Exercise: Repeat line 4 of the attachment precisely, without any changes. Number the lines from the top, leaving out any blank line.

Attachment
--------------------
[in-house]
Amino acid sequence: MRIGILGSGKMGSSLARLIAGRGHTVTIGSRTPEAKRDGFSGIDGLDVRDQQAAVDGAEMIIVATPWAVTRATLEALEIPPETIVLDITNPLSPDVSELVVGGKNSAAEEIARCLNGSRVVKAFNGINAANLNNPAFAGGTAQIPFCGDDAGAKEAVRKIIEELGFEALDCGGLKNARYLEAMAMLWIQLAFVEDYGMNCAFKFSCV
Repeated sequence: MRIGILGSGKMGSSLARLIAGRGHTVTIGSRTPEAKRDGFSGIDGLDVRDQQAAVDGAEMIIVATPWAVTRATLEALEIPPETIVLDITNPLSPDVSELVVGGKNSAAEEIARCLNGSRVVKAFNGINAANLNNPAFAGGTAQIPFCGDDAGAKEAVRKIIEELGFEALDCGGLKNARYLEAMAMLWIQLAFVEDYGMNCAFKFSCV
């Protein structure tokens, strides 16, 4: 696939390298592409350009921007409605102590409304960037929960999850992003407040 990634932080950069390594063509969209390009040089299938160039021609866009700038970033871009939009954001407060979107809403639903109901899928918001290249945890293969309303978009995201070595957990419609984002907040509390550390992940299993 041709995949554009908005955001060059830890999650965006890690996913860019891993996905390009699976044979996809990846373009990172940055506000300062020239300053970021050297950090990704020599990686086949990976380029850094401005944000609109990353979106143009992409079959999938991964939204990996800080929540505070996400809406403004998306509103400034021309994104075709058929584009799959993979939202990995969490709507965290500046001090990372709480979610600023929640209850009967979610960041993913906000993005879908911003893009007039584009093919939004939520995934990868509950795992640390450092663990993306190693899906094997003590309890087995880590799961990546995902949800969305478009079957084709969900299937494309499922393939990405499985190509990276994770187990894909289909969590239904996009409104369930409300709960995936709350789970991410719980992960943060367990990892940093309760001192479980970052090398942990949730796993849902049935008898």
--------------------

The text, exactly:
């Protein structure tokens, strides 16, 4: 696939390298592409350009921007409605102590409304960037929960999850992003407040 990634932080950069390594063509969209390009040089299938160039021609866009700038970033871009939009954001407060979107809403639903109901899928918001290249945890293969309303978009995201070595957990419609984002907040509390550390992940299993 041709995949554009908005955001060059830890999650965006890690996913860019891993996905390009699976044979996809990846373009990172940055506000300062020239300053970021050297950090990704020599990686086949990976380029850094401005944000609109990353979106143009992409079959999938991964939204990996800080929540505070996400809406403004998306509103400034021309994104075709058929584009799959993979939202990995969490709507965290500046001090990372709480979610600023929640209850009967979610960041993913906000993005879908911003893009007039584009093919939004939520995934990868509950795992640390450092663990993306190693899906094997003590309890087995880590799961990546995902949800969305478009079957084709969900299937494309499922393939990405499985190509990276994770187990894909289909969590239904996009409104369930409300709960995936709350789970991410719980992960943060367990990892940093309760001192479980970052090398942990949730796993849902049935008898």